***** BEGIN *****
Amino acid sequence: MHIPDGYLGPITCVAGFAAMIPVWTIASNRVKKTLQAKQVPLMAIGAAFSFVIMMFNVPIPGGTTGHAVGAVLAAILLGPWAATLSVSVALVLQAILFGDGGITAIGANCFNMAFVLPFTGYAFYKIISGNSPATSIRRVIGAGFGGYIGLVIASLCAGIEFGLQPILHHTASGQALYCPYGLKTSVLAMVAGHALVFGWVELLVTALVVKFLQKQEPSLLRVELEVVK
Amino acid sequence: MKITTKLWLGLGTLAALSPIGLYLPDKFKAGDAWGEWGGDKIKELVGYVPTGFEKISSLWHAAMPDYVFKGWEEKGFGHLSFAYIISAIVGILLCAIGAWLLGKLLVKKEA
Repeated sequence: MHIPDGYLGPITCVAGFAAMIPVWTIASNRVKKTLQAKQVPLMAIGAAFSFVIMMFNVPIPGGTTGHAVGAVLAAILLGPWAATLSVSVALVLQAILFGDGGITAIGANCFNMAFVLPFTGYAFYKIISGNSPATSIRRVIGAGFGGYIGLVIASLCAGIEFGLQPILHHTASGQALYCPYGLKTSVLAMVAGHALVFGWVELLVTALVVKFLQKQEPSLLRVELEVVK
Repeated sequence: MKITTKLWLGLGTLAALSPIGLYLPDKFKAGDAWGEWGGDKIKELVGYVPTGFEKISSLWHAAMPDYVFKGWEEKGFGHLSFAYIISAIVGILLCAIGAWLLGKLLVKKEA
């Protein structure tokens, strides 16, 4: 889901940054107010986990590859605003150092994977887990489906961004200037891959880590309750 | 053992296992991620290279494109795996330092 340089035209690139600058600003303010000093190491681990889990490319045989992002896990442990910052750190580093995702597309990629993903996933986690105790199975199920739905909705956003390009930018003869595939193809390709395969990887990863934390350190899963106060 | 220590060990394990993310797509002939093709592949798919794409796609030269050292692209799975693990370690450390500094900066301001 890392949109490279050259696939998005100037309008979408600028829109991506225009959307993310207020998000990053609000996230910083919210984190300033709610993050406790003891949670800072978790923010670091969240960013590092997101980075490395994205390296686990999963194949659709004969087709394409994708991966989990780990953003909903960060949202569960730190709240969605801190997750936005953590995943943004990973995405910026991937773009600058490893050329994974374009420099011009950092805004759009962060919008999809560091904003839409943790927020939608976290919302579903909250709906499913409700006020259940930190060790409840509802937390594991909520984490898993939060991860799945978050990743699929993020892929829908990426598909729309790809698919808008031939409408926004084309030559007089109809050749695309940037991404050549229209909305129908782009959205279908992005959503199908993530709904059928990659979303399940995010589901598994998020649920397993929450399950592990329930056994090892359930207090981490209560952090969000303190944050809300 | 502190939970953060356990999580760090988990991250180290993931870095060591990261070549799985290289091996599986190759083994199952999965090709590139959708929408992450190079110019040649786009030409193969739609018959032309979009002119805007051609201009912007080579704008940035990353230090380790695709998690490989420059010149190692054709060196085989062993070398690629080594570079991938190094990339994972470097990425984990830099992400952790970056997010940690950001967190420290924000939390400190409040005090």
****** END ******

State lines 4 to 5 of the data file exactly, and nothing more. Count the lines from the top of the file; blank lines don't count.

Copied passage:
Repeated sequence: MKITTKLWLGLGTLAALSPIGLYLPDKFKAGDAWGEWGGDKIKELVGYVPTGFEKISSLWHAAMPDYVFKGWEEKGFGHLSFAYIISAIVGILLCAIGAWLLGKLLVKKEA
């Protein structure tokens, strides 16, 4: 889901940054107010986990590859605003150092994977887990489906961004200037891959880590309750 | 053992296992991620290279494109795996330092 340089035209690139600058600003303010000093190491681990889990490319045989992002896990442990910052750190580093995702597309990629993903996933986690105790199975199920739905909705956003390009930018003869595939193809390709395969990887990863934390350190899963106060 | 220590060990394990993310797509002939093709592949798919794409796609030269050292692209799975693990370690450390500094900066301001 890392949109490279050259696939998005100037309008979408600028829109991506225009959307993310207020998000990053609000996230910083919210984190300033709610993050406790003891949670800072978790923010670091969240960013590092997101980075490395994205390296686990999963194949659709004969087709394409994708991966989990780990953003909903960060949202569960730190709240969605801190997750936005953590995943943004990973995405910026991937773009600058490893050329994974374009420099011009950092805004759009962060919008999809560091904003839409943790927020939608976290919302579903909250709906499913409700006020259940930190060790409840509802937390594991909520984490898993939060991860799945978050990743699929993020892929829908990426598909729309790809698919808008031939409408926004084309030559007089109809050749695309940037991404050549229209909305129908782009959205279908992005959503199908993530709904059928990659979303399940995010589901598994998020649920397993929450399950592990329930056994090892359930207090981490209560952090969000303190944050809300 | 502190939970953060356990999580760090988990991250180290993931870095060591990261070549799985290289091996599986190759083994199952999965090709590139959708929408992450190079110019040649786009030409193969739609018959032309979009002119805007051609201009912007080579704008940035990353230090380790695709998690490989420059010149190692054709060196085989062993070398690629080594570079991938190094990339994972470097990425984990830099992400952790970056997010940690950001967190420290924000939390400190409040005090």